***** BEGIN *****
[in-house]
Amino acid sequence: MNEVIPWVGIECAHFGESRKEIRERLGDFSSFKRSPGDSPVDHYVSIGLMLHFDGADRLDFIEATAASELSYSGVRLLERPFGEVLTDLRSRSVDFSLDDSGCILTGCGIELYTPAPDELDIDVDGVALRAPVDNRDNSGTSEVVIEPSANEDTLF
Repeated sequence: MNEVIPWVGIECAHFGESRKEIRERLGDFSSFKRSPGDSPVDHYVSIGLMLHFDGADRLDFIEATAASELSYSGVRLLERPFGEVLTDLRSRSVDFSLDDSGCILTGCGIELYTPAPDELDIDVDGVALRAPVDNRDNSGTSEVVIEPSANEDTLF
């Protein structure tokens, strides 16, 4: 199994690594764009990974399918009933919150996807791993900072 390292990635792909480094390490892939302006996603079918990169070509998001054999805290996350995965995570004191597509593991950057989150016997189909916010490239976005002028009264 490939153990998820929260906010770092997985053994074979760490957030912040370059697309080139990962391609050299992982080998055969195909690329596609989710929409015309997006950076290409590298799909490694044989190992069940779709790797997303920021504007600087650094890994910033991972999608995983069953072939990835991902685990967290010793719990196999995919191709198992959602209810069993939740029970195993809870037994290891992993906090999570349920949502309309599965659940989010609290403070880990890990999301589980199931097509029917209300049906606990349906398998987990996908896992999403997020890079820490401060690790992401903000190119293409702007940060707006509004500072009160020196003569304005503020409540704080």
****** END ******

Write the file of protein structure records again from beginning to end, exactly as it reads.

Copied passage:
[in-house]
Amino acid sequence: MNEVIPWVGIECAHFGESRKEIRERLGDFSSFKRSPGDSPVDHYVSIGLMLHFDGADRLDFIEATAASELSYSGVRLLERPFGEVLTDLRSRSVDFSLDDSGCILTGCGIELYTPAPDELDIDVDGVALRAPVDNRDNSGTSEVVIEPSANEDTLF
Repeated sequence: MNEVIPWVGIECAHFGESRKEIRERLGDFSSFKRSPGDSPVDHYVSIGLMLHFDGADRLDFIEATAASELSYSGVRLLERPFGEVLTDLRSRSVDFSLDDSGCILTGCGIELYTPAPDELDIDVDGVALRAPVDNRDNSGTSEVVIEPSANEDTLF
């Protein structure tokens, strides 16, 4: 199994690594764009990974399918009933919150996807791993900072 390292990635792909480094390490892939302006996603079918990169070509998001054999805290996350995965995570004191597509593991950057989150016997189909916010490239976005002028009264 490939153990998820929260906010770092997985053994074979760490957030912040370059697309080139990962391609050299992982080998055969195909690329596609989710929409015309997006950076290409590298799909490694044989190992069940779709790797997303920021504007600087650094890994910033991972999608995983069953072939990835991902685990967290010793719990196999995919191709198992959602209810069993939740029970195993809870037994290891992993906090999570349920949502309309599965659940989010609290403070880990890990999301589980199931097509029917209300049906606990349906398998987990996908896992999403997020890079820490401060690790992401903000190119293409702007940060707006509004500072009160020196003569304005503020409540704080």